derbygal|1398895997|3663867 said:Leighton Meester's ring. Looks like a bezel-set cushion in rose gold. Love it! She's engaged to Adam Brody.
fogdancer|1399268006|3666384 said:redroze|1398867580|3663526 said:
doesn't look like and european cut, but only a emerald cut...
European cuts by definition are round.
Where the Old Miner Cut was an antecedent of the modern round brilliant, the Old European Cut was the direct forefather to the modern round brilliant. It was the Old European Cut that was studied for the development of the proportions that would allow the creation of the measurements for the ideal cut diamond. Rounder in shape than the Old Miner Cut, and cut with a circular girdle, the Old European Cut is similar to, but still far from its direct descendent, the round brilliant.
Like the Old Miner Cut, the Old European cut is a rounded, hand faceted cut of diamond. The Old European, as with its direct descendent, the round brilliant, is cut with 58 facets in an effort to maximize brilliance and fire. However, it was developed before the perfection of the diamond saw, and so was primarily hand faceted. This lead to the Old European Cut being cut and polished with a small table, high crown, deep pavilion and an open culet. The deep, faceted pavilion and small table in the Old European cut is designed to bring light in, and reflect its inner fire of color back to the viewer's eye when looking down upon the table.
It is important to note that candlelight and gaslight were the main sources of lighting for gemstones prior to the early 20th century. Each of these is much dimmer, and far more forgiving of flaws, than modern electric lighting. Under the softer lighting of the 19th century the hand faceting, deep pavilion, open culet and small table resulted in a scintillation that had been unseen in diamonds until then.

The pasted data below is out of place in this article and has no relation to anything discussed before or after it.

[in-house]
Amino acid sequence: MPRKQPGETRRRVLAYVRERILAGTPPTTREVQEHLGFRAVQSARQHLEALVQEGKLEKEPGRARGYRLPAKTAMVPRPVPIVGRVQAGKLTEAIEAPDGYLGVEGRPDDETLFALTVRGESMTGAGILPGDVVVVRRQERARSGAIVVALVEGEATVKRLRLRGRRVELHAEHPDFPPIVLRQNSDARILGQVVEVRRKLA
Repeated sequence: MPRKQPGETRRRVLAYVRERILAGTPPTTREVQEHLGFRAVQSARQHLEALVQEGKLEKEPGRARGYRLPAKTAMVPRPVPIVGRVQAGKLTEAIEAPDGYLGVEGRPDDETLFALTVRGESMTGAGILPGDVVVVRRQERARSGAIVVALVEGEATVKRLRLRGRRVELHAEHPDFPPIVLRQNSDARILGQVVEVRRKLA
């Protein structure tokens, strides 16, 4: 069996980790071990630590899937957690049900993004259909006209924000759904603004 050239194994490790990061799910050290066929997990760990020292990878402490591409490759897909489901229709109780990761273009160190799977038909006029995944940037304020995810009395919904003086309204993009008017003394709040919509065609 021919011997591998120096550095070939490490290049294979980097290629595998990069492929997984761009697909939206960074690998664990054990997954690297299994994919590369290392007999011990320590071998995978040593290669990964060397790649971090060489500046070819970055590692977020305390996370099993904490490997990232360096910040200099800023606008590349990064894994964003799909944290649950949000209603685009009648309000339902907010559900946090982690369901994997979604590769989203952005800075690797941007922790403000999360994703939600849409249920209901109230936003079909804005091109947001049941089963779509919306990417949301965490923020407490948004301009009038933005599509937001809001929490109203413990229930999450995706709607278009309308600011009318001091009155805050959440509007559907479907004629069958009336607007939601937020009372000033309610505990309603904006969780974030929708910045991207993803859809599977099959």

This type of faceting, along with the open culet, is effective under candlelight, but under electric lighting, the culet often creates the image of a hole in the bottom of the diamond. However, it is also due to this type of shape that the Old European Cut, like the Old Miner Cut, is better able to hide their actual color. The less than exact nature of the hand faceting, along with the deeper cut and smaller table, provide less light dispersion, and so the diamond can appear lighter in color than it actually is.
While the Old European Cut demonstrates greater attention to the effect of light dispersion on the diamond, it was nevertheless cut for maximum carat weight retention. This is to say that the diamond was still cut and polished in accord with the shape of the rough diamond. Regardless of the Old European Cut's lapse in popularity, the current proportions for the ideal cut of diamond owe a debt to the timeless charm of the Old European cut. It was this diamond shape that Marcel Tolkowsky and Henry Morse, among others, used in experimentation for developing the angle and facet parameters for the ideal cut diamond. Due to the hand-faceting nature of this cut, there are no ideal measurements.
Wow that looks very similar to mom2boys'derbygal|1401057858|3679932 said:Even though they just recently broke their engagement, thought you'd like to see tennis star Caroline Wozniacki's ring from golf pro Rory McIlroy.